‘Low Trust Level on Finance’ Prompts Regulatory Changes; FCA Gets Advice from FSA

Jack Humphrey, Regulatory journalist
June 29, 2011 /

The Financial Services Authority (FSA) has advised its successor, the Financial Conduct Authority (FCA), a body charged with conduct and markets regulation on how to be “tougher, bolder and more engaged with consumers.”

Under the Government’s plans, the UK’s new model of regulation will see the responsibilities of the FSA split between two new bodies. The Prudential Regulation Authority (PRA), will be a subsidiary of the Bank of England, and will supervise deposit takers, insurers and a small number of significant investment firms.

The FCA will be responsible for regulating conduct in retail and wholesale markets, and will operate with the single strategic objective of protecting and enhancing confidence in the UK financial system.

Earlier last week, the Bank of England and the FSA have set out the current thinking on how the future PRA will approach insurance regulation once it formally replaces the FSA.

In an approach document, the FSA set out how the FCA could meet its objectives when it would assume the responsibility for protecting consumers and markets’ regulation from the end of 2012.

The Government has recently published a White Paper outlining how the FCA will be more engaged with consumers and better informed about their concerns and behavior.

Specifically, the paper includes interventions in an earlier period to tackle potential risks to consumer protection and market integrity before they “crystallise”.

The FSA wants FCA to be tougher and bolder, “building on and enhancing the FSA’s credible deterrence strategy, using its new powers of intervention and enforcement.”

Hector Sants, FSA chief executive, said: “Trust in the financial services sector is at an all time low and the new regulatory arrangements provide the opportunity to restore confidence in an industry which has generated in excess of £15bn detriment over the last two decades.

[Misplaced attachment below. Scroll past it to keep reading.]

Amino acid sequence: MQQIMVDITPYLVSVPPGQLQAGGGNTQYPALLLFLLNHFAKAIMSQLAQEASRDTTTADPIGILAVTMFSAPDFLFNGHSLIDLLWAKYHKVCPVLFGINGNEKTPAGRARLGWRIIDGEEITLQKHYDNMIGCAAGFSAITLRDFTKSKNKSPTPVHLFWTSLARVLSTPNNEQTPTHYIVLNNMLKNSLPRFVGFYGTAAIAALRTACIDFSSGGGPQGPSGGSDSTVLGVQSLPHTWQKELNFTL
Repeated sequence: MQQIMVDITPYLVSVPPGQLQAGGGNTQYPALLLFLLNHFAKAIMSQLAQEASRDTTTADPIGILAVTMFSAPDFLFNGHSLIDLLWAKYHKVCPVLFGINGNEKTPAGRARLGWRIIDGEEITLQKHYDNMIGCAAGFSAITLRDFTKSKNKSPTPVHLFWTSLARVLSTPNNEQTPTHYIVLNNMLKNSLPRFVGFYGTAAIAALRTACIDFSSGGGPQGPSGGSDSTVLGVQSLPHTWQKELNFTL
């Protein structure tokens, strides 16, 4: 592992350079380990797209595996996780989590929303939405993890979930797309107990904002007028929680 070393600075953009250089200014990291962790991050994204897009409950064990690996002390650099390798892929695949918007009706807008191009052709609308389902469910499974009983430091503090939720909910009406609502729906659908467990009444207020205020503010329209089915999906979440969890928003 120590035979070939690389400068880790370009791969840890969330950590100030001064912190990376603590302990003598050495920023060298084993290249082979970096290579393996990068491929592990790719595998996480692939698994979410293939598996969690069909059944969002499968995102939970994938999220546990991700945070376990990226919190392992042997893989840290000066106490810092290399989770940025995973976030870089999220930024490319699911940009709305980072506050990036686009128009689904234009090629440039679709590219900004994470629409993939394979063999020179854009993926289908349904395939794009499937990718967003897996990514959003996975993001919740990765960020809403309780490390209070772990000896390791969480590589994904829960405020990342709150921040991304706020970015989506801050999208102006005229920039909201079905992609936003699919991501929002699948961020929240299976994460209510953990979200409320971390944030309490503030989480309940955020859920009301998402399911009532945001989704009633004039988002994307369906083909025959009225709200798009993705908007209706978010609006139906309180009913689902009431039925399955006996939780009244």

Sants said the key element to restore trust in the financial industry is to improve the regulatory landscape.

“For the FCA to be successful it must have the support of society and Parliament, and its objectives and approach must be clearly understood by all,” he added.

According to Sants, the paper stimulates debate on issues regarding “finding the right balance between the benefits of early intervention and the consequent risks of reducing choice and raising costs, and also clarity regarding the balance of responsibilities between consumers and industry.”

“The FCA’s proposed approach moves the calibration of these questions in favour of more intervention but the question which needs to be answered is whether society is happy to accept the resultant costs and potential reduction in individual freedom.”

On the other hand, Margaret Cole, interim managing director of the conduct business unit, said: “We will now press on with developing our thinking on how to implement the approach set out in this document. We are clear that this will require significant investment, building on and improving what the FSA has achieved so far.

“I am confident that, if implemented, this approach will deliver significantly higher levels of protection than consumers have enjoyed over the last 20 years.”

The FSA seeks public comments on the approach document until September 1, 2011.


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